Google's call recording will pose a legal risk so here's what you must know
In an upcoming update to the phone app on Android devices, Google is expected to add a call recording feature, potentially with a link to the Recorder app that does such a remarkable job transcribing conversations. Call recording has been available on Android in one app form or another for quite some time. In fact, Google's own Google Voice service will record a call with a touch of a button, and Voice seems to be the model for the Phone app update.
With Google Voice, you press a button to start recording the call and then a voice comes on and announces that the call is being recorded. Everybody can hear the voice, so everyone knows that the call is being recorded. This is effectively the same as when a customer service line informs you that the call "may be recorded for training purposes." That service call is always being recorded, and you can consider yourself informed.
Federal and State law
But there is an issue of legality with recording phone calls. As far as the federal government is concerned, anybody can record their own phone call. As long as you are one of the people on the call, you are allowed to record it. If you hear a call but you are not an intended party, that is legally defined as eavesdropping. If you have to perform any technical interruption to gain access to the call, you have now committed wiretapping. Eavesdropping and wiretapping are never legal ways to record a phone call; you must be involved in the call to record it.
Things get more complicated at the state level. All states allow call recording of some type, but a few states require every party on the call be made aware of the recording before it begins. This can be a simple automatic message or a preamble to a customer service call. No state forbids recording — so long as every party knows they are being recorded, you can record any call.
What happens when you call a state that has a different law? That depends on a number of conditions — the state where the call originated, the state where it was received, the state where it was recorded, and the state where the law was actually violated.
Let's say I live in Texas and I decide to buy a baseball card from a seller in Pittsburgh. I call them on the phone and secretly record our call so that I have a record of the deal. I send them the money in advance, like we agreed on the phone, then go to pick up the card. When I get there, they say I owe more money. I produce the audio tape. What happens next?
Since I live in Texas and Texas is a One Party state, I didn't break any Texas laws. Pennsylvania is an All Party state, so I have broken Pennsylvania law. That means if I try to sue my seller in Pittsburgh, I probably won't be able to use the tape.
Let's say instead my seller comes to Texas to deliver my card. They still say I owe more money, but now I have a recording of our call that I made legally in Texas. They may argue that recording the call was illegal where they lived, but they would be making that argument in a Texas court where the recording is legal.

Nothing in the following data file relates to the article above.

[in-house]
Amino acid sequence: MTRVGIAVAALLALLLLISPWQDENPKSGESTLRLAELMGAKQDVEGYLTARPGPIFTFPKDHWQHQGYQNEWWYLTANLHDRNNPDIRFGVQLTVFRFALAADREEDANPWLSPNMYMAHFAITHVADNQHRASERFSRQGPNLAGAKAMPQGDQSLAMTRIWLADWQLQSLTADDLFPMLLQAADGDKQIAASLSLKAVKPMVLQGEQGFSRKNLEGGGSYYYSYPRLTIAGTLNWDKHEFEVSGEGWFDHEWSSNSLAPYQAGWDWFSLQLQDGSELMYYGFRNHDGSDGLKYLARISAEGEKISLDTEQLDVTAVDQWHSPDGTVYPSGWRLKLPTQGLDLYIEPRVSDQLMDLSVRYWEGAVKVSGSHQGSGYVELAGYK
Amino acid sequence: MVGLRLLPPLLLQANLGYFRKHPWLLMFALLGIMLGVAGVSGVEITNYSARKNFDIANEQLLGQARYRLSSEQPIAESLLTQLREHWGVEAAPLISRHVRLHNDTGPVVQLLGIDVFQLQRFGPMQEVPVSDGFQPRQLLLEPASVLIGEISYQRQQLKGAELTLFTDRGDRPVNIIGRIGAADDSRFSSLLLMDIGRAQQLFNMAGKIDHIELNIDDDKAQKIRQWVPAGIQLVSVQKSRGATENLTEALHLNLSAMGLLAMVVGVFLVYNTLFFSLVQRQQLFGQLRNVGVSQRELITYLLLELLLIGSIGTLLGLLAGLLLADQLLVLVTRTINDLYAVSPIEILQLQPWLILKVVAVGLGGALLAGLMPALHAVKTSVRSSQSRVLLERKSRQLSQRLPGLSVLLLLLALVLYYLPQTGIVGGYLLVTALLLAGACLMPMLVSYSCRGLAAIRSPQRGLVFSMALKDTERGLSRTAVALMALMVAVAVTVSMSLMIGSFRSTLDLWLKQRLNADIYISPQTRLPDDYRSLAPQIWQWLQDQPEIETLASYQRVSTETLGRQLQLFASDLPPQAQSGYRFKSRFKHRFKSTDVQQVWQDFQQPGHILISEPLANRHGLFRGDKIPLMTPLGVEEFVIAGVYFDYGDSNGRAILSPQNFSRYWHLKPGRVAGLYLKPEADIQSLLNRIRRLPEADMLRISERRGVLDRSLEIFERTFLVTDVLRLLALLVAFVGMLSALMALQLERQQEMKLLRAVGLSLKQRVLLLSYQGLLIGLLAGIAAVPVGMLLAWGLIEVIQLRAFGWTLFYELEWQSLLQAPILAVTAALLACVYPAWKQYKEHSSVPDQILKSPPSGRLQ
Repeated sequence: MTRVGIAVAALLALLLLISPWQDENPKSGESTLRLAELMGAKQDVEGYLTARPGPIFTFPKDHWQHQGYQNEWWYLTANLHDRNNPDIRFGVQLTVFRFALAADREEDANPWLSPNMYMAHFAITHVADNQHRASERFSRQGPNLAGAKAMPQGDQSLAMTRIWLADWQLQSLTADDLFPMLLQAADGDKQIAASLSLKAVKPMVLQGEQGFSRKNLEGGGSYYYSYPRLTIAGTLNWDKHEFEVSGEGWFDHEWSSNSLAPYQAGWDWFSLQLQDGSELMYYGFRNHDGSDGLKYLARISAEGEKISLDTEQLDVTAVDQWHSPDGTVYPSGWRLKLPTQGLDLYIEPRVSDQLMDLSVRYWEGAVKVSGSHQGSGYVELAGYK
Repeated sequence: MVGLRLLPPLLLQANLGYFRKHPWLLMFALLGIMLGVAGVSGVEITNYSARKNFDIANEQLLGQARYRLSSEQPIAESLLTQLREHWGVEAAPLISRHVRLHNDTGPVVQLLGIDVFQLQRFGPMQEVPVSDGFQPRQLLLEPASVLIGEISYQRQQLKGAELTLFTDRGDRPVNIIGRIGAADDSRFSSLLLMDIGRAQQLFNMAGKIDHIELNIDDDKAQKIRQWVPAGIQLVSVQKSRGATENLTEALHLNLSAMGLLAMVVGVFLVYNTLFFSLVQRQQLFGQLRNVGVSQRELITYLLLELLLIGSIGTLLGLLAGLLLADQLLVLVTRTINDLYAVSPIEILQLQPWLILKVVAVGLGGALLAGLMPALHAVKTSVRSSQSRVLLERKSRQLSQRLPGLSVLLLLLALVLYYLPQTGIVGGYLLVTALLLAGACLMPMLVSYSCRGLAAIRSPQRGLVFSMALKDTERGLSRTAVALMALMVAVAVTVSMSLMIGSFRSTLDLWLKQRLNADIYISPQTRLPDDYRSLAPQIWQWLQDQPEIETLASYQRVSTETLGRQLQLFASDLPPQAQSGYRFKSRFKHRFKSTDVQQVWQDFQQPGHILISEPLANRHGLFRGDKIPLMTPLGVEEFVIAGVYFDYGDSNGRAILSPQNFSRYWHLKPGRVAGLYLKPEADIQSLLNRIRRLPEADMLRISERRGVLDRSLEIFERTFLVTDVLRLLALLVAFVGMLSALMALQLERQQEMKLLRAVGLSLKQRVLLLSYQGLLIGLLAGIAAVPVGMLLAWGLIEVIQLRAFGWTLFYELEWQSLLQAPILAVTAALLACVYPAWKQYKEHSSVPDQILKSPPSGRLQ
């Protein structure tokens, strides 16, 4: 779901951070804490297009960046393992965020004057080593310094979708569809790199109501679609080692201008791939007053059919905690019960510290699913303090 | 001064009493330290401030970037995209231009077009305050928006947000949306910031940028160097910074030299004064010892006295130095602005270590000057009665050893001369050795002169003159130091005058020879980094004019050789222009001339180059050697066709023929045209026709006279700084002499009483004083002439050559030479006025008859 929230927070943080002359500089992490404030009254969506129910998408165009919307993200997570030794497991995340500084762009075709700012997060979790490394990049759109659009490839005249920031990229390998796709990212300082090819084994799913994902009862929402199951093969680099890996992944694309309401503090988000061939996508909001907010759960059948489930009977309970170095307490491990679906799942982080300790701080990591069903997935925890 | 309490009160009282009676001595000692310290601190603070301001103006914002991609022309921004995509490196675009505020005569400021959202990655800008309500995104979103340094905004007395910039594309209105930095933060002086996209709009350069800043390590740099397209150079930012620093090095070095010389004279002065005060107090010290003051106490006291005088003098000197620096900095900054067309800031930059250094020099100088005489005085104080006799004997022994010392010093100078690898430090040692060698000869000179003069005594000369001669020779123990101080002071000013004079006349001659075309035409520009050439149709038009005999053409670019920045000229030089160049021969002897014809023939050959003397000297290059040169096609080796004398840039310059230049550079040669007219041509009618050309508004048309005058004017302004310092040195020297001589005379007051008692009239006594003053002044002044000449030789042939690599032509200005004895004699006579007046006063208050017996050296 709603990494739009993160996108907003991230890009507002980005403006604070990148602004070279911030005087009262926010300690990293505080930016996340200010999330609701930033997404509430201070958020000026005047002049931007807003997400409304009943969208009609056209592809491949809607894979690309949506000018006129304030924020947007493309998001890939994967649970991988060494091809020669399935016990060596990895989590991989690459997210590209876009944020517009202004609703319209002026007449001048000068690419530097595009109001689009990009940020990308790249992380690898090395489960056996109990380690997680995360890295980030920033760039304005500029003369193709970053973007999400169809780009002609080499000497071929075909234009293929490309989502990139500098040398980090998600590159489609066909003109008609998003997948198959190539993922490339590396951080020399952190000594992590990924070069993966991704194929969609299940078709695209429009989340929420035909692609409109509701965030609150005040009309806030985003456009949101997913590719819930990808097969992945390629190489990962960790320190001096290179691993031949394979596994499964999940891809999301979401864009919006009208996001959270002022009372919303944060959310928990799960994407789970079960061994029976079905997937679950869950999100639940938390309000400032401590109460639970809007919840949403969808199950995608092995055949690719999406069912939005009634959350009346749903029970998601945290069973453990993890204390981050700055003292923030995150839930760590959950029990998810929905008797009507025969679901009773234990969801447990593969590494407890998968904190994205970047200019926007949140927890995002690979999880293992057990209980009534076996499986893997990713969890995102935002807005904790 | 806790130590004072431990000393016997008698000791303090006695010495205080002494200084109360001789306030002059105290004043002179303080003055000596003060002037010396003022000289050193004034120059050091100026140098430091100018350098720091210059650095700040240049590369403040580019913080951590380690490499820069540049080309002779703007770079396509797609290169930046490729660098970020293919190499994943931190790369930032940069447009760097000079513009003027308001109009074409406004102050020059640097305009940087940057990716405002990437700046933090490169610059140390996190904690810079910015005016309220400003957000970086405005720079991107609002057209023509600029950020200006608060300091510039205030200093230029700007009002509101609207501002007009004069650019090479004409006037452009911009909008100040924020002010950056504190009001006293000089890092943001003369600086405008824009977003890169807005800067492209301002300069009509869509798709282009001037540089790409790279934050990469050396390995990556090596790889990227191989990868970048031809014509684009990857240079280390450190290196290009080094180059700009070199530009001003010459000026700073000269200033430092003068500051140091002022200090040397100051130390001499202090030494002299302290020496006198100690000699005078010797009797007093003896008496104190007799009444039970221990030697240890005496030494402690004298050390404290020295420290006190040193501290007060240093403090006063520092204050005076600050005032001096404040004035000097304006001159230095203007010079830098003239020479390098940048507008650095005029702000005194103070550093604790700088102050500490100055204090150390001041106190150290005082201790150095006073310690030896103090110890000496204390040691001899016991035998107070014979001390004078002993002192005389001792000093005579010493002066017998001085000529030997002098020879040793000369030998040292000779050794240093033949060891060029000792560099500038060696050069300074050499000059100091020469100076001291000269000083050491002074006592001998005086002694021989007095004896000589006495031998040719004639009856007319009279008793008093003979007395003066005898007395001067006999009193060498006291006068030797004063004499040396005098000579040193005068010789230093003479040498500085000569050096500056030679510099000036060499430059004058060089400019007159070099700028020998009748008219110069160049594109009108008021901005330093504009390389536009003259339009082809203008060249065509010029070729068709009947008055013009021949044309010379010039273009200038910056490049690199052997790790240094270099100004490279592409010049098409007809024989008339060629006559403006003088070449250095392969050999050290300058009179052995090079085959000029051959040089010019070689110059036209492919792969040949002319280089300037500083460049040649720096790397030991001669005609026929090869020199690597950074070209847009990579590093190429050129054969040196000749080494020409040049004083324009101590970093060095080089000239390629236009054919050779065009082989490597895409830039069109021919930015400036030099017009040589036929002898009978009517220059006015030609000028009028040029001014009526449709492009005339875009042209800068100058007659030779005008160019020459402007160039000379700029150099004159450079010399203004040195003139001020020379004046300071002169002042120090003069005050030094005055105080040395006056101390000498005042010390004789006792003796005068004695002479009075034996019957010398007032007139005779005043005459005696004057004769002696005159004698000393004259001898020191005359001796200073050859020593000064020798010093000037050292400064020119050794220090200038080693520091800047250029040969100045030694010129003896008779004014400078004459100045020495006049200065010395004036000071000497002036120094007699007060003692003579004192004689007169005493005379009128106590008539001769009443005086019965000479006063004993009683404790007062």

California is especially sensitive to this disparity. If a lawsuit over a recorded call falls under California jurisdiction, the state defaults to whichever state has the most strict laws for consent. While California is an All Party state, it does have an unusual exception that allows an audible beep to act as warning that a call is being recorded, so the state may not be the most strict in all cases.
Other unusual State-by-State cases
- Arizona — You can record a call if you own the phone account and pay the bill.
- Connecticut and Wisconsin — These are One Party states for criminal cases, but All Party states for civil suits. In Wisconsin you have to declare that the recording may be used in a court of law.
- Michigan — The law is poorly worded, so it seems to say All Parties but Appeals Courts have decided Michigan is a One Party state.
- Montana — All Parties must consent, but there's an exception for recording elected or appointed officials when they are performing official duties.
- Nevada — You can record a conversation in person without telling the other party, but on the phone, All Parties must consent to recording.
- Pennsylvania — A loophole lets you pick up a landline phone and legally listen in to someone else's conversation, but once you start recording you've broken the law.
Should you record conversations?
Occasionally, legally, you should record a phone call. A generation of text conversations has shown us that having a written record can be very helpful for everyone involved. Record conversations with customer service representatives, salespeople, and other business interactions.
It is thornier to ask whether we should start recording personal calls. We communicate so heavily in text that personal conversations are essentially saved, except that these provide an incomplete record of the relationship. If you only read what I write on WhatsApp, you'll get a very different impression of me than if we only communicate face to face.
Recording more conversation might help us form a more complete picture of each other. On the other hand, this picture will always be a distortion of the actual person, bereft of emotional subtext. Perhaps more recording, with more accurate transcription, will only lead to more confusion.
Google's best foot forward
The Google Pixel 4 XL is Google best new Pixel phone. It has hardware to boost Google's amazing new Recorder app that records and transcribes conversations. Plus, when Google features are launched, they usually come to Pixel first.
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